With the BAMTech money coming in, would you do a trade like Dodgers/Braves did if you got a lot of expiring contracts to get rid of Homer’s contract?
— Joey (@BuckeyeJoe6) December 20, 2017
No, because in order to get rid of his contract in that kind of deal you’ve just got to take on another one. And I’d rather just roll the dice with Bailey returning to some sort of form than someone else. For those wondering about the BAMTech money – here’s an article that I wrote about what it is and how much it could be for.
Minor league managers most important job, win games or develop players? What do minor league team owners pay for? Hotels, food, player salary, etc?
— michael morris (@mikemo1221) December 20, 2017
The most important job of a manager is to develop the players into future big leaguers. The Reds and others all say that winning is important too, and they certainly believe that it is, but realistically, each minor league team has anywhere from 1-3 future big leaguers of note on the roster. Winning in general helps with that, but if you asked anyone off the record what’s more important, I’d be shocked if they told you that winning games was more important than developing players because developing players helps the Reds and the minor league teams winning games doesn’t.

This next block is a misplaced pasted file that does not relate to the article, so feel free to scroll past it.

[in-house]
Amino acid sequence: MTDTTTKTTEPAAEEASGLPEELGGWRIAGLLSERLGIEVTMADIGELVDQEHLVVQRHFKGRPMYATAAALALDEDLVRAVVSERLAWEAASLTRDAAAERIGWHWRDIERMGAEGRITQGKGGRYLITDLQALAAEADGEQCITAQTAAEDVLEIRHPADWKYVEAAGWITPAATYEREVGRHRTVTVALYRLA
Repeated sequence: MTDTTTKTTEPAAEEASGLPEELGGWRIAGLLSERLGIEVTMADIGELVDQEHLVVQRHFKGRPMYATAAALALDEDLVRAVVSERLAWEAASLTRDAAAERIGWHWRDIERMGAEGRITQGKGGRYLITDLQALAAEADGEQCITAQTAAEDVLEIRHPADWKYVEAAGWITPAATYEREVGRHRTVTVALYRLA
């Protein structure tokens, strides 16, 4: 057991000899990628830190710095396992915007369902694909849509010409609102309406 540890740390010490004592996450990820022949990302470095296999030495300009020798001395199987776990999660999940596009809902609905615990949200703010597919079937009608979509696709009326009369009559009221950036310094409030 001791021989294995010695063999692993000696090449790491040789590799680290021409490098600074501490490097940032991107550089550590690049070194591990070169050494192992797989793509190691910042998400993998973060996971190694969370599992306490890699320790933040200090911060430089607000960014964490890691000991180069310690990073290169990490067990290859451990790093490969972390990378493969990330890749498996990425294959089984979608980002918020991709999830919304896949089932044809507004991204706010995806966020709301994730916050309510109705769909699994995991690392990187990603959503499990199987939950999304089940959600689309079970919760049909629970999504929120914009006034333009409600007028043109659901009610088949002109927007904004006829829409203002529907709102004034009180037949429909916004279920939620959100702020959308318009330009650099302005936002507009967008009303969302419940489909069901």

The minor league owners basically just facilitate the stadium. The big league club pays the player salaries (which are an absolute joke, by the way – full description of just how little they make can be seen here). They pay for the travel. The Reds, but not every team, also pays for food these days before the home games (good, quality food – not like you used to see when it was peanut butter and jelly sandwich provided by the clubby). They don’t pay for housing. That’s paid for by the players themselves, which is why most of the guys have multiple roommates. It’s also worth noting that the players are not paid during spring training, or instructional league.